Eserhut v. Heister

762 P.2d 6 (1988)

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Eserhut v. Heister

Washington Court of Appeals
762 P.2d 6 (1988)

Facts

Leonard Eserhut (plaintiff) worked for his employer, Utility Vault (defendant), along with co-employees Steve Heister, Gary Venn, and Tom Weist (collectively, the co-employees) (defendants). Eserhut worked on various projects with the co-employees until he was assigned to work on a special project with company management. While working on the special project, Eserhut made some unfortunate remarks about the co-employees. Also, the co-employees had become jealous of Eserhut. When the special project was over and Eserhut resumed working with the co-employees, there was friction. Personality clashes, Eserhut’s former comments, and the jealousy of the co-employees led the co-employees to isolate and socially ostracize Eserhut. The co-employees did not communicate with Eserhut. The conduct of the co-employees interfered with Eserhut’s job and caused Eserhut to experience depression and sleeplessness. Upon Eserhut’s complaint, company management communicated to the co-employees that their conduct was hurting the company and urged them to cooperate with Eserhut. However, the situation did not improve. Eserhut decided that he would quit and notified the company president of his decision. The president asked Eserhut to wait until he could speak with the co-employees. After speaking with the co-employees, the president notified Eserhut that the co-employees wanted him gone, and the president accepted Eserhut’s choice to resign. After Eserhut’s resignation, he filed suit against the co-employees and later joined Utility Vault as well on the rationale that the employer had ratified the conduct of the co-employees. A trial court ruled that the conduct of the co-employees had interfered with Eserhut’s work, caused him to resign, and cost him $48,500 in damages. However, the court also ruled that the co-employees were not liable in tort for intentional interference because their conduct was directed at Eserhut directly, and not toward Utility Vault, the employer. The court ruled that the actions of the co-employees did not cause Utility Vault to fire Eserhut. Eserhut appealed. The appellate court analyzed the actions of the co-employees in light of the elements for intentional interference under Washington law.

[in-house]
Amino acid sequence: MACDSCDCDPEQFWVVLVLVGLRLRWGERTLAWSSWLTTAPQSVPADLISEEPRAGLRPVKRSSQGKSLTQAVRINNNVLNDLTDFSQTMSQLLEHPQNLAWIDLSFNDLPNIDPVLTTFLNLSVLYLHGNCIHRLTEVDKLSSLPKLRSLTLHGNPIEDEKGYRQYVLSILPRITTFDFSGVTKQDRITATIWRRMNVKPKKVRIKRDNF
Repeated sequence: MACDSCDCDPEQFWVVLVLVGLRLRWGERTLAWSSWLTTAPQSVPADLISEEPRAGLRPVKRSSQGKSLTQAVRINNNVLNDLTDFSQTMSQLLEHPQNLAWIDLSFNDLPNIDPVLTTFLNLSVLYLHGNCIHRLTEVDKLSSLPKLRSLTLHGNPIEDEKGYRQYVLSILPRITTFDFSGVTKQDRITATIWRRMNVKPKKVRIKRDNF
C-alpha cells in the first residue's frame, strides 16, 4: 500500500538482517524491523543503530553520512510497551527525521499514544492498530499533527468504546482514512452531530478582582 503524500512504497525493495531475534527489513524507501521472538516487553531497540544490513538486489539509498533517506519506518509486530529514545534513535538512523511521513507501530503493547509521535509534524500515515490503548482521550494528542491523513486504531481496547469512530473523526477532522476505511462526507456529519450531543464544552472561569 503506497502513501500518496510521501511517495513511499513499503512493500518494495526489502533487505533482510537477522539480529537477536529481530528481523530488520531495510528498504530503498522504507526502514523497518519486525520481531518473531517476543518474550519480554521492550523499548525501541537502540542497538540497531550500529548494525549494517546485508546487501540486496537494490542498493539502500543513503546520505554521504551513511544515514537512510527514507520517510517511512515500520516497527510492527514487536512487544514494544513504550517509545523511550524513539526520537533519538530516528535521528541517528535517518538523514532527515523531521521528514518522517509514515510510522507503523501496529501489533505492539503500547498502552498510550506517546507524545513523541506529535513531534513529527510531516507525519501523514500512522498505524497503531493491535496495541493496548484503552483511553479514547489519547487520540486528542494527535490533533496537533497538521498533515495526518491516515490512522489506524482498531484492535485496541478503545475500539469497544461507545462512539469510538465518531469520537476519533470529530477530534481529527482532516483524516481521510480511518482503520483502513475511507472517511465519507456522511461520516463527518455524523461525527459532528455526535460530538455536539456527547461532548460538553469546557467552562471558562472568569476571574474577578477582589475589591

Rule of Law

Issue

Holding and Reasoning (Webster, J.)

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